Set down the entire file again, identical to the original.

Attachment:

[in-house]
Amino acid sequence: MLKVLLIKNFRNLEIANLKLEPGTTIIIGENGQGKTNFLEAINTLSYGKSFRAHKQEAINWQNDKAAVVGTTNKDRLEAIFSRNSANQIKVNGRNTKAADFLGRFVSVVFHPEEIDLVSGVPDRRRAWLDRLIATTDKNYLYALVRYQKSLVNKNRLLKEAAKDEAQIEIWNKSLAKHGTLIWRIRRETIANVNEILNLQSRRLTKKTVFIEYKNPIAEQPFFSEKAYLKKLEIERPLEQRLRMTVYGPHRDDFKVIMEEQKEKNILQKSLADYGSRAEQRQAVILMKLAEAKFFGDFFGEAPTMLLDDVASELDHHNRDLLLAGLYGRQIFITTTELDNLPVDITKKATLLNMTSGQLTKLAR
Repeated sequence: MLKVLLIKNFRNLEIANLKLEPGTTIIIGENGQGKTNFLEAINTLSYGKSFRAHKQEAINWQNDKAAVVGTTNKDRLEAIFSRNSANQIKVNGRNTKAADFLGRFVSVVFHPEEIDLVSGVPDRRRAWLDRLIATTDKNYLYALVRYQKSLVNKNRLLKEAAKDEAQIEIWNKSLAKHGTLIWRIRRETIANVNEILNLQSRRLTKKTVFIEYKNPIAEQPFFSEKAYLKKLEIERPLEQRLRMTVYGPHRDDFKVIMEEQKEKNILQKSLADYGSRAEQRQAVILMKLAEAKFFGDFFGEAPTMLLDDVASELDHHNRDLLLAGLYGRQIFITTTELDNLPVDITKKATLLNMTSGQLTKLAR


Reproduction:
[in-house]
Amino acid sequence: MLKVLLIKNFRNLEIANLKLEPGTTIIIGENGQGKTNFLEAINTLSYGKSFRAHKQEAINWQNDKAAVVGTTNKDRLEAIFSRNSANQIKVNGRNTKAADFLGRFVSVVFHPEEIDLVSGVPDRRRAWLDRLIATTDKNYLYALVRYQKSLVNKNRLLKEAAKDEAQIEIWNKSLAKHGTLIWRIRRETIANVNEILNLQSRRLTKKTVFIEYKNPIAEQPFFSEKAYLKKLEIERPLEQRLRMTVYGPHRDDFKVIMEEQKEKNILQKSLADYGSRAEQRQAVILMKLAEAKFFGDFFGEAPTMLLDDVASELDHHNRDLLLAGLYGRQIFITTTELDNLPVDITKKATLLNMTSGQLTKLAR
Repeated sequence: MLKVLLIKNFRNLEIANLKLEPGTTIIIGENGQGKTNFLEAINTLSYGKSFRAHKQEAINWQNDKAAVVGTTNKDRLEAIFSRNSANQIKVNGRNTKAADFLGRFVSVVFHPEEIDLVSGVPDRRRAWLDRLIATTDKNYLYALVRYQKSLVNKNRLLKEAAKDEAQIEIWNKSLAKHGTLIWRIRRETIANVNEILNLQSRRLTKKTVFIEYKNPIAEQPFFSEKAYLKKLEIERPLEQRLRMTVYGPHRDDFKVIMEEQKEKNILQKSLADYGSRAEQRQAVILMKLAEAKFFGDFFGEAPTMLLDDVASELDHHNRDLLLAGLYGRQIFITTTELDNLPVDITKKATLLNMTSGQLTKLAR